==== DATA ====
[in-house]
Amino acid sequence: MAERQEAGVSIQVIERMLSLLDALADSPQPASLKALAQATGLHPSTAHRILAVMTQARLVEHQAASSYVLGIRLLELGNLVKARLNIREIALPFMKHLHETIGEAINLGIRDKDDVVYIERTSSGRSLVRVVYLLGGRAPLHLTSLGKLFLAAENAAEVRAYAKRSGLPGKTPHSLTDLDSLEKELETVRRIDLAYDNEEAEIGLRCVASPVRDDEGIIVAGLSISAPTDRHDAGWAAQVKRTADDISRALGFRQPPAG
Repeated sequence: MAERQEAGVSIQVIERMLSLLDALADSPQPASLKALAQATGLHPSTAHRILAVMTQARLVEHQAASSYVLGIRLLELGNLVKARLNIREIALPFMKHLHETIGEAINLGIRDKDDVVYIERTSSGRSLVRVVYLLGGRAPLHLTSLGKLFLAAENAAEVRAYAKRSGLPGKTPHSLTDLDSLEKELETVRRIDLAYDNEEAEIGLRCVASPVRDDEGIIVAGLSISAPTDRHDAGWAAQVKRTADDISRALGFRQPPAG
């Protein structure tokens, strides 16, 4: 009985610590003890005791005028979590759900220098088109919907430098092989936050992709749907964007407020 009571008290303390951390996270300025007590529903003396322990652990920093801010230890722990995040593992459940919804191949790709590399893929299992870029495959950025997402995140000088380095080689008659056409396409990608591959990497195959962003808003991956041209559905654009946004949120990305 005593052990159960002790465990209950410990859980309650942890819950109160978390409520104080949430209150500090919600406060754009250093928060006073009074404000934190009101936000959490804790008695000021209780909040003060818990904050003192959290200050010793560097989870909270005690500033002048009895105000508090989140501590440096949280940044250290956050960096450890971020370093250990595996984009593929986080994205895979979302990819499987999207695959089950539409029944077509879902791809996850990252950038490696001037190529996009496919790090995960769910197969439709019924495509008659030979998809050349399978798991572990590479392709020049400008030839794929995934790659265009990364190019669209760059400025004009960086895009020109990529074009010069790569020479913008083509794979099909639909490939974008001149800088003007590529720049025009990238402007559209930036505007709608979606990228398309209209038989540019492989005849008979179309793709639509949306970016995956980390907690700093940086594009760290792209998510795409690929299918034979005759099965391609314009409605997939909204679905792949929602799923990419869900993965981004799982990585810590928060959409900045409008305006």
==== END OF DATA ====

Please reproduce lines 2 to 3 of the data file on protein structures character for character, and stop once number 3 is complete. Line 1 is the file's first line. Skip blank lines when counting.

Amino acid sequence: MAERQEAGVSIQVIERMLSLLDALADSPQPASLKALAQATGLHPSTAHRILAVMTQARLVEHQAASSYVLGIRLLELGNLVKARLNIREIALPFMKHLHETIGEAINLGIRDKDDVVYIERTSSGRSLVRVVYLLGGRAPLHLTSLGKLFLAAENAAEVRAYAKRSGLPGKTPHSLTDLDSLEKELETVRRIDLAYDNEEAEIGLRCVASPVRDDEGIIVAGLSISAPTDRHDAGWAAQVKRTADDISRALGFRQPPAG
Repeated sequence: MAERQEAGVSIQVIERMLSLLDALADSPQPASLKALAQATGLHPSTAHRILAVMTQARLVEHQAASSYVLGIRLLELGNLVKARLNIREIALPFMKHLHETIGEAINLGIRDKDDVVYIERTSSGRSLVRVVYLLGGRAPLHLTSLGKLFLAAENAAEVRAYAKRSGLPGKTPHSLTDLDSLEKELETVRRIDLAYDNEEAEIGLRCVASPVRDDEGIIVAGLSISAPTDRHDAGWAAQVKRTADDISRALGFRQPPAG